Our VoiceImmigrationNews & Politics

Stories from the Anti-Arpaio March

Stephen Piggott • Jan 18, 2010

div xmlns:cc=http://creativecommons.org/ns# about=http://www.flickr.com/photos/americasvoice/4279365139/a rel=cc:attributionURL href=The day began early, at 7:30am when we packed into my rental car and ventured to Falcon Park in West Phoenix. We arrived a little after 8:00am, two hours before the festivities were due to begin. As 10:00am approached, more and more people started gathering in the park, bringing with them homemade signs or grabbing one of the thousands made by Puente Arizona, the group of dedicated people who made the march possible. The first 100 people who signed in received a t-shirt as well as a sign. The entertainment started just after 10:00am with music blasting out from the stage as well as a traditional tribal Mexican dance which lasted well over 30 minutes.

Many thousands of people were in the park now with people still streaming in. People dressed in Sheriff Joe effigies were popular amongst the marchers who stopped to take pictures with them. All of the march leaders took to the stage as well as Linda Ronstadt who urged everyone to remain peaceful as the march began. The traditional dancers, many of them barefoot led the way while Zach De La Rocha, leader singer of Rage Against the Machine, and others followed behind holding a large banner. I walked between the banner and the dancers, about 4 rows from the front of the march.

The organizers did a fantastic job along the 3 ½ mile walk towards the Sheriff’s Office/Jail and spirits were high with many chants of ‘si se puede!’ Many onlookers bellowed encouragement to the marchers and some of them joined the march after some coaxing. Each time a new person joined from the sideline large cheers and applause followed. As we approached the jail however, the atmosphere changed. A sense of fear and anger took a hold of many of the marchers especially when they saw police officers standing with arms crossed on the grounds of the Sheriff’s office.

Some of the protesters broke the line to get closer to the officers and yelled things at them before moving on. As we approached the turn in the road, we saw dozens of police in full riot gear as well as mounted police. The mood shifted again as we turned the corner towards the stage at the end of the road, which signaled the end of the march and the beginning of more festivities. The music started playing and well over the estimated 7,000 people poured up to the stage. One small incident occurred towards the end of the long line of marchers when a few young anarchists decided to challenge the mounted police which resulted in pepper spray being recklessly discharged by the police who made some arrests. The incident did nothing to dampen the mood as some of the marchers sat and ate ice cream with their families while others flocked to the stage to sing and dance to the music. The march leaders then took to the stage along with Zach De La Rocha and activist icon Delores Huenta who all made compelling speeches to the crowd. De La Rocha fired everyone up with a hard-hitting speech accusing Janet Napolitano of allowing Sheriff Joe Arpaio to operate without fear of punishment. This declaration brought chants of ‘no more Joe.’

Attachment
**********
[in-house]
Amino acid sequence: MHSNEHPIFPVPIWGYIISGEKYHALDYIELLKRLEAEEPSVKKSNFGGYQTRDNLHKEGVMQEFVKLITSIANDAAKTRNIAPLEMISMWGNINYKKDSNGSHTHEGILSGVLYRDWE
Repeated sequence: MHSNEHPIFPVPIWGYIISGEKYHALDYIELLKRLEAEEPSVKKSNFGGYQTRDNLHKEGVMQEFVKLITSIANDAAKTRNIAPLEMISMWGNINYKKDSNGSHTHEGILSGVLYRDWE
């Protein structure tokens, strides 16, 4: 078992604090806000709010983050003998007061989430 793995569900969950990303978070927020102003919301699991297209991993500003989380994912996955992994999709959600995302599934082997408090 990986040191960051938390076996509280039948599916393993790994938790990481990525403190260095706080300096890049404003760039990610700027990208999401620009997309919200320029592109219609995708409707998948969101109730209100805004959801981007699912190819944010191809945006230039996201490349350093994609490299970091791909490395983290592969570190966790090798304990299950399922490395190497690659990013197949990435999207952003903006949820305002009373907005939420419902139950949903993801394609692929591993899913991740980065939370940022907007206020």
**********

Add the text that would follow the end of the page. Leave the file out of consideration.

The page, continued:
The march ended with a powerful display of unity as the remaining thousands of people joined hands in prayer. As I left the march, I knew that I had been a part of something extremely positive and groundbreaking. It was only when I returned to the Quaker house that I learned the two most compelling aspects of the march. The first, was that the police estimate of the number of marchers was more than double the optimistic estimate of 7,000 predicted by the march organizers. Somewhere in the region of 15,000 people took to the streets of Phoenix on Saturday.

The most inspiring story from the march was told to me by Peter, a resident of the Quaker house who told me about helping an older woman find a seat near the stage after the march. After he got her some water he began talking to her and asked her why she was here. She responded by telling him that she was 73 years old and that she had marched the full 3 ½ miles for her caretaker, an undocumented mother of three from Mexico. “I walked all this way for her” the old woman told Peter, “she like almost all of the undocumented people in this country are here to help their families and nothing else, something must be done to help her.”

http://www.flickr.com/photos/americasvoice/ / CC BY-NC 2.0
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